Chronic Pancreatitis

Written by Ali Zarrouk on .

Chronic pancreatitis is inflammation of the pancreas that occurs over many years. The chronic inflammation results in permanent and irreversible damage to the pancreas.

What is the pancreas?

The pancreas is an organ in the upper abdomen lying behind the stomach and is attached to the back wall of the abdomen. It produces enzymes that pass into the pancreas duct which empties, together with the bile duct, into the duodenum (the first part of the small intestine just after the stomach). The pancreas enzymes are needed to digest food. The pancreas also has special group of cells that make important hormones such as the insulin. These hormones are passed into the blood stream to control the blood sugar level.

What is pancreatitis?

Pancreatitis is the inflammation of the pancreas. There are two types:

  1. Acute pancreatitis: the inflammation occurs suddenly and last for days. It tends to disappear completely often without leaving a permanent damage. Click here to read more about acute pancreatitis.
  2. Chronic pancreatitis: the inflammation is persistent but less intense. It causes scarring and damage to the pancreas that is irreversible.

How common is chronic pancreatitis?

In Australia, about 4 in 100,000 people develop chronic pancreatitis each year. The rate is increasing due to the increase in alcohol consumption. Chronic pancreatitis is more common in men than women.

What are the causes of chronic pancreatitis?

  1. Alcohol is responsible for 7 out of 10 cases.
  2. Genetic causes e.g. cystic fibrosis
  3. Autoimmune. This is when the immune system attacks the pancreas e.g. Sjogren's syndrome
  4. Malnutrition
  5. Hereditary pancreatitis
  6. Gallstones, if neglected. Click here to read more about gallstones.
  7. Drugs e.g. azathioprine, and some diuretics.
  8. Trauma to the pancreas
  9. Metabolic disorders e.g. hypertriglyceridaemia and hypercalcaemia.
  10. Unknown. No cause is found in 2 out of 10 patients.

What happens in chronic pancreatitis?

The persistent inflammation in the pancreas result in scarring and damage to parts of the pancreas. This leads to not enough digestive enzymes and insulin being made by the pancreas. The lack of enzymes results in poor digestion of food causing malabsorption. The lack of insulin results in diabetes.
As the damage progress, stones made of calcium form inside the pancreas and its duct causing blockage to the duct. The scarring process affects other nearby structures such as the bile duct and local nerves.
This process takes many years to develop and by the time it is diagnosed, significant damage had already occurred.

What are the symptoms of chronic pancreatitis?

  1. Abdominal pain. The pain is typically in the upper abdomen and spread to the back. The pain is persistent and may be eased by sitting leaning forward. Earlier in the disease, attacks are closely related to drinking alcohol but as the inflammation progress, pain can occur despite abstinence from alcohol.
  2. Malabsorption (poor digestion). The digestion of fat and certain vitamins is particularly affected. Undigested fat causes pale, smelly, loose stools that are difficult to flush in the toilet (steatorrhoea).
  3. Weight loss as a result of malabsorption
  4. Diabetes.
  5. Nausea and vomiting

What are the tests for chronic pancreatitis?

Unfortunately, early diagnosis is difficult as no single test can reliable pick chronic pancreatitis.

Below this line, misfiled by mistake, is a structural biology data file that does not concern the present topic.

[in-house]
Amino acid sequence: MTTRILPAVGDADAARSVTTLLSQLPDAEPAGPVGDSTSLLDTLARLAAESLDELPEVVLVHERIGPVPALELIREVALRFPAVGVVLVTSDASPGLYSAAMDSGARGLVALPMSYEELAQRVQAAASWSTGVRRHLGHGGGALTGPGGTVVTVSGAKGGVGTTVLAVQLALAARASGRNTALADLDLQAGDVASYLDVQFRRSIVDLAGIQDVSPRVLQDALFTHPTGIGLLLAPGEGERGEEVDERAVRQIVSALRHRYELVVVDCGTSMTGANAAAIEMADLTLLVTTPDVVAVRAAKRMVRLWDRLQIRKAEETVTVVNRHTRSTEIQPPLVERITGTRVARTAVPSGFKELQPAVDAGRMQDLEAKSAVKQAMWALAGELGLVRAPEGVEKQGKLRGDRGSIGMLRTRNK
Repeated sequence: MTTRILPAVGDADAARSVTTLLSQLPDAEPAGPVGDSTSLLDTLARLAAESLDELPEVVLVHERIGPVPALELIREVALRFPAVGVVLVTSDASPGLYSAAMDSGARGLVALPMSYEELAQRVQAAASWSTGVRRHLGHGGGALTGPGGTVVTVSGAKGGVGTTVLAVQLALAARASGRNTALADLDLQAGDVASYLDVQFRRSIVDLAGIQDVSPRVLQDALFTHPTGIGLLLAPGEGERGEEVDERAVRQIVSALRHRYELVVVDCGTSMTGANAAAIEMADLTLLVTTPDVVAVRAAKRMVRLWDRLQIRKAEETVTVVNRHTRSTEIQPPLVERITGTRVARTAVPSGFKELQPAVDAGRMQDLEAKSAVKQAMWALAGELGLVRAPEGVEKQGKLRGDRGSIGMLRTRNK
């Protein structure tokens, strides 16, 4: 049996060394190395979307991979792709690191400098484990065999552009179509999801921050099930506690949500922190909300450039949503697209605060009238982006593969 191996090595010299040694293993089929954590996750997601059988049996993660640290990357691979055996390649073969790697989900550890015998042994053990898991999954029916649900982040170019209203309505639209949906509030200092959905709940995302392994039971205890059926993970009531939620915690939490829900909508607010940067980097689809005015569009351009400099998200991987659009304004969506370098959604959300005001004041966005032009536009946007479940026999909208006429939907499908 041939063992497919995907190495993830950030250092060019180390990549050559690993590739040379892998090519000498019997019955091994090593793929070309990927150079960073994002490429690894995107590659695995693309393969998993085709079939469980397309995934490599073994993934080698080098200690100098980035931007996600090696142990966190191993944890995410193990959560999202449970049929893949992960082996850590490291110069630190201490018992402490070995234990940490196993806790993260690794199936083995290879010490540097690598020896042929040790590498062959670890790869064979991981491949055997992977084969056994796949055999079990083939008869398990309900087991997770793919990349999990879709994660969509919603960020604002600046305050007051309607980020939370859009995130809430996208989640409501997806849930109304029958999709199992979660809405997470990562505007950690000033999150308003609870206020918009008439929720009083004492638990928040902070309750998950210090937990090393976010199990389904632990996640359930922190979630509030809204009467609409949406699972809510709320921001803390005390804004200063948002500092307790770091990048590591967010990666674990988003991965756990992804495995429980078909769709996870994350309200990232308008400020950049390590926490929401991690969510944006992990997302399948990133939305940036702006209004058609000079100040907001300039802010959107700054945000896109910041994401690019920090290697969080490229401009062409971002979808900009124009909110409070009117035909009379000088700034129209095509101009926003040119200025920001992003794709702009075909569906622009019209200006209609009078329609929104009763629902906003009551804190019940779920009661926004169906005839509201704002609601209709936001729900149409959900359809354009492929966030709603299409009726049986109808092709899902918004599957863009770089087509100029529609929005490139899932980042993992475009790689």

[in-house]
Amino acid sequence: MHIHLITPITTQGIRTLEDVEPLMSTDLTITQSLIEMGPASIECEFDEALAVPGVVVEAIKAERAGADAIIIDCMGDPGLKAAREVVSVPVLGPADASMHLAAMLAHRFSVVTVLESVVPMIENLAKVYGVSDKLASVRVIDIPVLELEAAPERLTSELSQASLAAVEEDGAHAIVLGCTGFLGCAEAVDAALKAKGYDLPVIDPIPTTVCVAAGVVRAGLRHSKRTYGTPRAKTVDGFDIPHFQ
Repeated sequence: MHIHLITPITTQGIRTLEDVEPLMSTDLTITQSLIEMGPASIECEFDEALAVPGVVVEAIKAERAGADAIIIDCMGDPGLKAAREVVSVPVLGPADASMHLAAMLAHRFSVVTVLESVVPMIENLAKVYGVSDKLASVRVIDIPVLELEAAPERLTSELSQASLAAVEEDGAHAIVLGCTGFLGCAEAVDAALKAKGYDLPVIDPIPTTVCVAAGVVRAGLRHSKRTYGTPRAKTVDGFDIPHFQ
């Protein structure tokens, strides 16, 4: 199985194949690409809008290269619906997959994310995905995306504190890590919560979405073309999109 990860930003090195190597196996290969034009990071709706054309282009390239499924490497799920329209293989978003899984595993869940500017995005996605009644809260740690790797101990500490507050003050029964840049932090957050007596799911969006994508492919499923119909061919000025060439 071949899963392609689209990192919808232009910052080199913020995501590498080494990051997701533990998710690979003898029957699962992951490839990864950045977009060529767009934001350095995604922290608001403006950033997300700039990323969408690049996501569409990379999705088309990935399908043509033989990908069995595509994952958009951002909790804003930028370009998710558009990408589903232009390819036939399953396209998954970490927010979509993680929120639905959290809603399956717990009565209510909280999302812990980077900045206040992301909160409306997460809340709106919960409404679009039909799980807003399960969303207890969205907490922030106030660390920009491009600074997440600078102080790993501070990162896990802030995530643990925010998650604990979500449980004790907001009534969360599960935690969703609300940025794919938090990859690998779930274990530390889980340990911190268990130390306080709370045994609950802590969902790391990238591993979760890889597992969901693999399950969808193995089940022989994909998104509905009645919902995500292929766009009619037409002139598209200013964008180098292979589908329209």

• Blood tests to check blood count, kidney and liver function
  • Blood tests for diabetes
  • Stool tests to diagnose malabsorption
  • CT scan may show damage and calcification in the pancreas and any complications.
  • MRCP. This is MRI scan of the bile duct to diagnose blockage of the bile duct by stones or by scarring.

What are the complications of chronic pancreatitis?

  • Pseudocysts. These are fluid collections near the pancreas rich in pancreas enzymes resulting from leak of pancreas fluid due to a blocked pancreas duct. They occur in about 1 in 4 patients with chronic pancreatitis. They can press on nearby organs causing symptoms.
  • Pancreas ascites.
  • Diabetes.
  • Blockage of the bile duct.
  • Cancer of the pancreas.
  • Gastrointestinal bleeding
  • Narcotic dependence – due to the severity of pain many patients become dependent on narcotic drugs such as morphine.
  • Other less common complications such as thrombosis in blood vessels near the pancreas.

What is the treatment of chronic pancreatitis?

  • Total and permanent abstinence from alcohol – this is the most essential part of treatment.
  • Painkillers
  • Enzyme replacement therapy- capsules containing aritificial enzymes may be needed to help digestion and treat steatorrhoea.
  • Dietary fat restriction
  • Insulin – if diabetes develop.
  • Vitamins
  • Surgery – if required

What is the role of surgery in the treatment of chronic pancreatitis?

Most patients with chronic pancreatitis do not need surgery. Surgery may be needed in:

  1. Persistent severe pain not helped by painkillers
  2. Management of complications of chronic pancreatitis.

Patients with obstruction in pancreas duct may benefit from operation to drain the pancreas duct and remove large calcium stones (e.g. Puestow procedure).
When scarring affect one part of the pancreas, then removing that part may help the pain.
Complications such as pseudocyst or bile duct blockage often require surgery.
New techniques are emerging that allow some of these interventions to be done endoscopically.

What is the outlook for chronic pancreatitis?

Alcohol related chronic pancreatitis is a serious disease. Life expectancy is reduced by 10-20 years in patients who continue to drink alcohol. In patients who stop drinking the outlook is much better.

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